New York Times Magazine, Aug. 10 The cover story analyzes the emerging generation of black leaders. The piece notes that Obama's candidacy "accelerate[ed] [the] transition" between new and old guard black politics and exposed simmering tension between younger African-Americans and the establishment. The divide was evident in differing reactions to the Illinois senator's presidential run: For post-baby boom blacks, "the resistance of the civil rights generation to Obama's candidacy signified the failure of their parents … to embrace the idea that black politics might now be disappearing into American politics in the same way that the Irish and Italian machines long ago joined the political mainstream."… An article examines the rising practice of recycling—after a lengthy treatment process—sewage water into drinking-water systems. It's possible "indirect potable reuse" could inspire communities "forced to process and drink toilet water" to greater environmental awareness, but "[i]t's more likely that the virtuosity of water technology will let polluters off the hook."
Vanity Fair, September 2008 The cover story explores the relationship of France's first couple, Carla Bruni and Nicolas Sarkozy, whose affair caused the traditionally closed-mouth country to "officially [enter] the tabloid age. Designer Karl Lagerfield says of the pair: "They are hunters who met—predators. … He had seduced many women, and she was a kind of seductress. When two like this meet, it can be good." The Italian model, singer, and heiress "is thrilled to be First Lady."… A profile of interior designer Nicky Haslam notes that he "is famous for going to parties, and therefore it might shock some people to know that he actually works." But Haslam's projects include "the London apartments of Jagger and of record producer Nellee Hooper, a project for Charles Spencer, a fabulous house for Janet de Botton in Provence, a house in Marrakech originally owned by the late Mark Birley, the restoration of a Ponsonby-family chapel in Ireland, and a number of houses for wealthy Russians. …"
The Nation, Aug. 18 The cover story argues that "Congress and the lame-duck President are … sowing far more profound troubles for the country." In bailing out Wall Street, the government "is neglecting the grave risk of a deeper catastrophe for the real economy of producers and consumers" and "deforming democracy and opening the path to an awesomely powerful corporate state." And, by deciding "which private enterprises are 'too big to fail,' " the Bush administration goes against "[a] generation of conservative propaganda" that argued that "markets make wiser decisions than government"… An article looks at a rising star of the political punditry, Rachel Maddow, "a PhD Rhodes scholar lesbian policy wonk who started as a prison AIDS activist." The Air America host advanced not "by bluster and bravado but with a combination of crisp thinking and galumphing good cheer." She has her share of devoted fans—"Women, men, straight and not straight: they're all gay for her."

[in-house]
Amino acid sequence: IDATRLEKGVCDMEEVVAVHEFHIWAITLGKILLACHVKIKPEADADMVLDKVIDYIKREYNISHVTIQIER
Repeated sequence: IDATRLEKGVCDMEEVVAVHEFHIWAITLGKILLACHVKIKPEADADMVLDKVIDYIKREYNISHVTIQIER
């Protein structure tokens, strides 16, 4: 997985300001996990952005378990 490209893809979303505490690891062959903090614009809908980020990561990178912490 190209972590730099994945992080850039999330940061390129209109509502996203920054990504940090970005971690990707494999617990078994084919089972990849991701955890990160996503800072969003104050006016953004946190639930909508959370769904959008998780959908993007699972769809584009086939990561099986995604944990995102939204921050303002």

Economist, Aug. 9 The cover story surveys the life of Alexander Solzhenitsyn and wonders, "[w]ho today speaks truth to power—not only in authoritarian or semi-free countries such as Russia and China but in the West as well?" In the writer's native Russia, Solzhenitsyn's "should-be followers" are silent, perhaps in an attempt to "recover the perks and status that most of the intelligentsia enjoyed as the Soviet system's loyal servant."… An article considers the threat of bioterrorism after the suicide of Bruce Ivins, and the scientist suspected of carrying out the post-9/11 anthrax mailings. It notes, "So far, terrorists have generally opted for simpler, more spectacular tactics. … But as the anthrax case indicates, it takes only one individual who prefers anthrax spores to fireballs."… A piece asks if Obama's star power might be fading and carps that the "junior senator from Illinois is strikingly self-obsessed even by the standards of politicians."
Time, Aug. 18 The cover story describes how "jovially hyperactive preacher" Rick Warren is changing the face of evangelicalism. Neither "Grahamesque evangelist" nor a "paladin of the religious right," Warren concentrates instead on growing networks of churches. Graham-style evangelicals, says one source, tended to do mission work that was "relegated to 'occasional action to keep people alive, to teach them the Gospel in a credible way.' " By contrast, Warren "yearn[s] for full-scale battle with the 'five global giants': spiritual emptiness, selfish leadership, hunger, sickness and illiteracy."… A piece examines the resurgence of the home-birthing trend, in which women forgo hospitals and "the medical interventions that have become staples of modern childbirth, like contraction-inducing medication and C-sections. …" Some physicians are alarmed by a surge in the practice, arguing that "what may seem like a low-risk pregnancy can go very wrong at the time of delivery."
A New Yorker article fascinatingly unravels the life and motives of French con man Frederic Bourdin.
A critique of Nancy Pelosi in the Weekly Standard doesn't move beyond delivering a series of sarcastic responses to anecdotes found in her recently published memoir.
Best Culture Piece
Portfolio's profile of megapastor Joel Osteen and Time's cover story on fellow feel-good televangelist Rick Warren both focus on how the preachers avoid "sin issues" in an attempt to mainstream their messages.
Best Politics Piece
The New York Times Magazine's cover story on the new leaders of the African-American community reveals the nuances of the post-civil rights generation.
Quote of the Week
In The Nation's piece on Rachel Maddow, she comments on how "she gets all the girl questions": " 'I love the idea that I am the voice of woman,' she says, gesturing at her T-shirt, baggy jeans and Red Sox cap. 'Look at me. It's like: really? The one woman in the room is really mannish.' "